Nagoya Day 9 Highlights

If you only occasionally catch video of sumo matches, today is the day to make a point of watching them. NHK video on demand, Kintamayama, Jason, Natto – hell, watch them all. It was a day of surprises and “did you see that” events. Well worth the time it will take to see it all.

One of the least enjoyable elements on day 9 is yet another Tagonoura top-ranking rikishi, with an injury to his left upper body, sent back to the dohyo to compete. To be clear I am not in Japan, or Japanese in any way—but I really have to wonder—is this a sumo cultural thing, or is sports medicine more or less nonexistent in Japan? Is Tagonoura Oyakata completely hands-off in managing the health of his men? I know that Chiganoura Oyakata gets it.

I hope Tagonoura realizes that Takayasu is an important “bridge” element between the current generation that is aging out of their top division roles they have held for so long, and the next generation who are forming up nicely. Someone has to rule the roost for a short while as the new crop get experienced enough to hold down the top ranks. Wreck Takayasu, and you lose that to his detriment and that of the sport’s future. Does he want to get 8 wins so he’s not part of an entry in sumo’s record books? Sure, but shut up Takayasu, and go see a doctor. Put his ass on the Shinkansen and get him to Tokyo to lower the temptation to get back on the dohyo.

With that rant of frustration complete, there are some bloody wonderful matches to talk about. Let’s get started!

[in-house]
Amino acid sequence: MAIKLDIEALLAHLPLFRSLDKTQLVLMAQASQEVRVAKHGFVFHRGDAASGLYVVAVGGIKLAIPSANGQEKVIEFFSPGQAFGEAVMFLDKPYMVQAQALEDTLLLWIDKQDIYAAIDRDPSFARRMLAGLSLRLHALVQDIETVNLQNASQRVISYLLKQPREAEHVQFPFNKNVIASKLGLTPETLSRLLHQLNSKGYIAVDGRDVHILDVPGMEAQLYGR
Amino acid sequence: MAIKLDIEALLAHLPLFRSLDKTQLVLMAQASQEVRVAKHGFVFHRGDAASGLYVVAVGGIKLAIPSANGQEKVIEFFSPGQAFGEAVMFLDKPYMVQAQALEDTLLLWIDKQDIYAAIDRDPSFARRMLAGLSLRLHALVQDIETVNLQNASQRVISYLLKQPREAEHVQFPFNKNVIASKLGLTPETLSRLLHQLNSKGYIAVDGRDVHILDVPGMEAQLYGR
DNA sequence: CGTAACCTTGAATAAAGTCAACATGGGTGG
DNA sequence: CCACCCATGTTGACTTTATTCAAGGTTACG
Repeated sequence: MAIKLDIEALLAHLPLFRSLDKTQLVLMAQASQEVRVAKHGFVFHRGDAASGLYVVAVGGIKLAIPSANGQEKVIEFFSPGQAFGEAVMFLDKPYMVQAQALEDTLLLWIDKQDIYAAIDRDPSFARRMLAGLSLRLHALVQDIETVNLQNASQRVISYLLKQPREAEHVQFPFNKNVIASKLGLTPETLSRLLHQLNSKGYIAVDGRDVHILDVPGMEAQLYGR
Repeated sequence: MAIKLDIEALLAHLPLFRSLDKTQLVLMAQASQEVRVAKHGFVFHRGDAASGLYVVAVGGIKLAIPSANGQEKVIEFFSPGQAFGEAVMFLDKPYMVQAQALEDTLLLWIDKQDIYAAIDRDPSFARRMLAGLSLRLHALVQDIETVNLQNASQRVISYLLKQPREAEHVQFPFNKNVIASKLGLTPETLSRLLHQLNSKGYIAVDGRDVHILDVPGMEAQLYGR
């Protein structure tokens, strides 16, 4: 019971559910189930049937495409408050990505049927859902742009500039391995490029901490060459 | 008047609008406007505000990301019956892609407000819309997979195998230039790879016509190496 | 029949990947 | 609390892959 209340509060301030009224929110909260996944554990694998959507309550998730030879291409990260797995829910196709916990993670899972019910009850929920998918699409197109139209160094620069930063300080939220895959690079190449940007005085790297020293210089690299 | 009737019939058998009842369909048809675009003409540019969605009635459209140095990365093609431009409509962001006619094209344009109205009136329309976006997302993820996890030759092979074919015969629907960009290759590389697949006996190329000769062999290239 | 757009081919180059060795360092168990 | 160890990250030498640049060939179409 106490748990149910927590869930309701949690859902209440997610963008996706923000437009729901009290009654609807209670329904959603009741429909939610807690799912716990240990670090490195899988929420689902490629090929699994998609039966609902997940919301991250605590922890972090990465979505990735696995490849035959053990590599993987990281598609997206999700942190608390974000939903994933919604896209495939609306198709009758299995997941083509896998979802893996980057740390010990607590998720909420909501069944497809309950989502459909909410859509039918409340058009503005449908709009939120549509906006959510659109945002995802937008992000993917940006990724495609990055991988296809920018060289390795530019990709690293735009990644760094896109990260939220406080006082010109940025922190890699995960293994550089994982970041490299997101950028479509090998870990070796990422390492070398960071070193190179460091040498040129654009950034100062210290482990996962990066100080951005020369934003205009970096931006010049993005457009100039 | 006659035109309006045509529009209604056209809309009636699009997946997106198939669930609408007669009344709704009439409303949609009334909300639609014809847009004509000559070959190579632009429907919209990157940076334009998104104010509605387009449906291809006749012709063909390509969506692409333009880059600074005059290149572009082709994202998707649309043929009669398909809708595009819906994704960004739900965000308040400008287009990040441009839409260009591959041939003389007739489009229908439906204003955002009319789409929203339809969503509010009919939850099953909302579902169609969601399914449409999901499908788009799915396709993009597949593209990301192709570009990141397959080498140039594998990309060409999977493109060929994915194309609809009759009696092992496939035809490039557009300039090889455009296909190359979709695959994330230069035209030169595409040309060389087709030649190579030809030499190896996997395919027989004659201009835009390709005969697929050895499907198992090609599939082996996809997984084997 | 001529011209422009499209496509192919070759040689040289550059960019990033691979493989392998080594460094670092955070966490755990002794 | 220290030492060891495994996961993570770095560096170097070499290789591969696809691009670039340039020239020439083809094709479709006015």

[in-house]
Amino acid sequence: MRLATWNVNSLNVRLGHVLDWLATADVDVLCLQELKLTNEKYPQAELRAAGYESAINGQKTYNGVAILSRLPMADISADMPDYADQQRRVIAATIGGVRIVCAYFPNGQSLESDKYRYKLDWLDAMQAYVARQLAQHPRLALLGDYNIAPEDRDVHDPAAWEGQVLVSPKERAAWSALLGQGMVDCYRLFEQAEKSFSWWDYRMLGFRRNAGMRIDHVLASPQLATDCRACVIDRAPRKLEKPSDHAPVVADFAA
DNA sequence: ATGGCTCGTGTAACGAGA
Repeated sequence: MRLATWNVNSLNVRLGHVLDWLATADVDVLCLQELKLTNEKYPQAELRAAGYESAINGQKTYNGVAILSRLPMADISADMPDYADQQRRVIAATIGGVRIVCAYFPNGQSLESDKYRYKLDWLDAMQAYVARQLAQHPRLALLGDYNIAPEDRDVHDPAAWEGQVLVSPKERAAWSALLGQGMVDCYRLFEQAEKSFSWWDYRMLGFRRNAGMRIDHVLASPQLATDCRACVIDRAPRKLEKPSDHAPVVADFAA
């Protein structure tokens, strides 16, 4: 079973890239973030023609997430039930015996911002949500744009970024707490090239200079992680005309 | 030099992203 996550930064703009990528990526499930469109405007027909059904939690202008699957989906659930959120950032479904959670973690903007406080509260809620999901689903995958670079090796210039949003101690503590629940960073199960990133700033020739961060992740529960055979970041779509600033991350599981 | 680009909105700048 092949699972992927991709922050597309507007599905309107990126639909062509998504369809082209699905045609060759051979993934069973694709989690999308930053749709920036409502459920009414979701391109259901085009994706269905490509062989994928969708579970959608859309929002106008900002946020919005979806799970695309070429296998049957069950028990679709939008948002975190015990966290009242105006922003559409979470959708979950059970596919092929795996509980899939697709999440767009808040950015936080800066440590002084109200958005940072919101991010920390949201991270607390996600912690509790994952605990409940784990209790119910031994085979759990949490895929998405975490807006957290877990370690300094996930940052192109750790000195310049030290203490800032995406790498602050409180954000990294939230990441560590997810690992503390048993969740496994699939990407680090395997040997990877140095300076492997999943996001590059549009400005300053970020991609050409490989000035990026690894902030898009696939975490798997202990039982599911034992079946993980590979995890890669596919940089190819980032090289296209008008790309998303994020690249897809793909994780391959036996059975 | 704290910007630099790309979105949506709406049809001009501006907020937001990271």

Highlight Matches

Sadanoumi defeats Kaisei – This is not a highlight; Kaisei is also too hurt to compete. It’s over good sir, you are make-koshi. Get medical attention now.

Terutsuyoshi defeats Tochiozan – Tochiozan is really starting to fade out now; I think we are in a 2-4 basho period where a lot of these old mainstays are going to fade down to Juryo and quietly make their exits. Prepare for a rolling parade of intai ceremonies for some long-famous names of the sumo world. Terutsuyoshi’ sumo was dead solid today. He kept his attack on Tochiozan’s center-mass and just relentlessly drove forward.

Kotoyuki defeats Nishikigi – Kotoyuki’s tsuppari attack was especially effective today against Nishikigi, who has a tough time with a pushing fight due to his poor eyesight. Unable to grab a hold of Kotoyuki, Nishikigi was little more than practice ballast for the day.

Enho defeats Takagenji – Enho delivers the high intensity sumo again today. He was able to get enough exposed body on Takagenji to get to work, and finished it with a leg pick. The look of frustration on Takagenji’s face tells the story of his maddening inability to stand up to the Fire Pixie.

Kotoeko defeats Yago – I am going to assume Yago is headed back to Juryo after 4 tournaments in the top division. He’s clearly working through some manner of injury(s), and may need a period of recuperation to return to good form. Kotoeko’s relentless focus on center-mass left Yago unable to escape or respond.

Daishoho defeats Chiyomaru – Daishoho goes bowling, using Chiyomaru as the ball and the front row of the zabuton ranks as the pins. It’s a strike! Chiyomaru sometimes thinks his enormous belly is proof against a mawashi grip, but Daishoho fought for and obtained a grip that he employed with great effect.

Tomokaze defeats Kagayaki – Tomokaze met Kagayaki’s tachiai and raised Kagayaki up before immediately swinging his arms to bring him down with a lightning hatakikomi.

Myogiryu defeats Toyonoshima – I honestly thought Toyonoshima would bring more to this match, but Myogiryu rode him like a rented bicycle. This seems to be a good rank for Myogiryu, but it’s certain we will see him tested in the joi-jin in September.

Shimanoumi defeats Shohozan – Shohozan’s mobility-focused sumo takes a hit with the slick Nagoya dohyo robbing him of traction at the worst moment. It took a moment for Shimanoumi to realize that his opponent was starting to fall forward and shift his balance to assist Shohozan’s slide into defeat. Faster reactions Shimanoumi!